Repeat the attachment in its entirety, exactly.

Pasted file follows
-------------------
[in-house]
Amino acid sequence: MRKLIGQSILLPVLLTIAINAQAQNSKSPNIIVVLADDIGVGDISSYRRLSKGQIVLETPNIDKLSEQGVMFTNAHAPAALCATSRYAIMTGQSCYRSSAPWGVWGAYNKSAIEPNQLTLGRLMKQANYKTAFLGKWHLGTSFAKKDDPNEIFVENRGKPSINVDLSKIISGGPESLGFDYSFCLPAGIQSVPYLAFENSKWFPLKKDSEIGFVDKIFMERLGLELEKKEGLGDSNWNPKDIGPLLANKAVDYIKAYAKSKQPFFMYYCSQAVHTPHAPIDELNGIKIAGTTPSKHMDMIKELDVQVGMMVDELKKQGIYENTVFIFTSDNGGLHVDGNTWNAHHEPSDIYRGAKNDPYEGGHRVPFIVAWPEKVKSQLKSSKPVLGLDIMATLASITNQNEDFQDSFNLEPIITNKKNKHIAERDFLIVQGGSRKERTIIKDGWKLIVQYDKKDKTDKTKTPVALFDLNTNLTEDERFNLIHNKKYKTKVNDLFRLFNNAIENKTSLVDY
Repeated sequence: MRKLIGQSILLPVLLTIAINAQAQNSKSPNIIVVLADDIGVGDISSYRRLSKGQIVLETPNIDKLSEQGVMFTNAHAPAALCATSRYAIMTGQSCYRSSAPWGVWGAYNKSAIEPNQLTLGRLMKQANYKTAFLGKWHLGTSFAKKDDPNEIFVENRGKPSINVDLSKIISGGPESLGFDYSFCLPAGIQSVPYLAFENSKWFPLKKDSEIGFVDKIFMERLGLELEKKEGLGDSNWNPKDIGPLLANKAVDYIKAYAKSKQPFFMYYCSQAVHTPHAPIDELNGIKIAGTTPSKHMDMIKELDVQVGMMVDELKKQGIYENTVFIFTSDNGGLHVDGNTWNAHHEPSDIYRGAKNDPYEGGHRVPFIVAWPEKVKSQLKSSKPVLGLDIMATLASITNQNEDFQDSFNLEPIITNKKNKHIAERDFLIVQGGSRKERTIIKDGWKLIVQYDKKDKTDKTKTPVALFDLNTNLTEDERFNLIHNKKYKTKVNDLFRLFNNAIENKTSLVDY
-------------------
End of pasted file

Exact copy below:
[in-house]
Amino acid sequence: MRKLIGQSILLPVLLTIAINAQAQNSKSPNIIVVLADDIGVGDISSYRRLSKGQIVLETPNIDKLSEQGVMFTNAHAPAALCATSRYAIMTGQSCYRSSAPWGVWGAYNKSAIEPNQLTLGRLMKQANYKTAFLGKWHLGTSFAKKDDPNEIFVENRGKPSINVDLSKIISGGPESLGFDYSFCLPAGIQSVPYLAFENSKWFPLKKDSEIGFVDKIFMERLGLELEKKEGLGDSNWNPKDIGPLLANKAVDYIKAYAKSKQPFFMYYCSQAVHTPHAPIDELNGIKIAGTTPSKHMDMIKELDVQVGMMVDELKKQGIYENTVFIFTSDNGGLHVDGNTWNAHHEPSDIYRGAKNDPYEGGHRVPFIVAWPEKVKSQLKSSKPVLGLDIMATLASITNQNEDFQDSFNLEPIITNKKNKHIAERDFLIVQGGSRKERTIIKDGWKLIVQYDKKDKTDKTKTPVALFDLNTNLTEDERFNLIHNKKYKTKVNDLFRLFNNAIENKTSLVDY
Repeated sequence: MRKLIGQSILLPVLLTIAINAQAQNSKSPNIIVVLADDIGVGDISSYRRLSKGQIVLETPNIDKLSEQGVMFTNAHAPAALCATSRYAIMTGQSCYRSSAPWGVWGAYNKSAIEPNQLTLGRLMKQANYKTAFLGKWHLGTSFAKKDDPNEIFVENRGKPSINVDLSKIISGGPESLGFDYSFCLPAGIQSVPYLAFENSKWFPLKKDSEIGFVDKIFMERLGLELEKKEGLGDSNWNPKDIGPLLANKAVDYIKAYAKSKQPFFMYYCSQAVHTPHAPIDELNGIKIAGTTPSKHMDMIKELDVQVGMMVDELKKQGIYENTVFIFTSDNGGLHVDGNTWNAHHEPSDIYRGAKNDPYEGGHRVPFIVAWPEKVKSQLKSSKPVLGLDIMATLASITNQNEDFQDSFNLEPIITNKKNKHIAERDFLIVQGGSRKERTIIKDGWKLIVQYDKKDKTDKTKTPVALFDLNTNLTEDERFNLIHNKKYKTKVNDLFRLFNNAIENKTSLVDY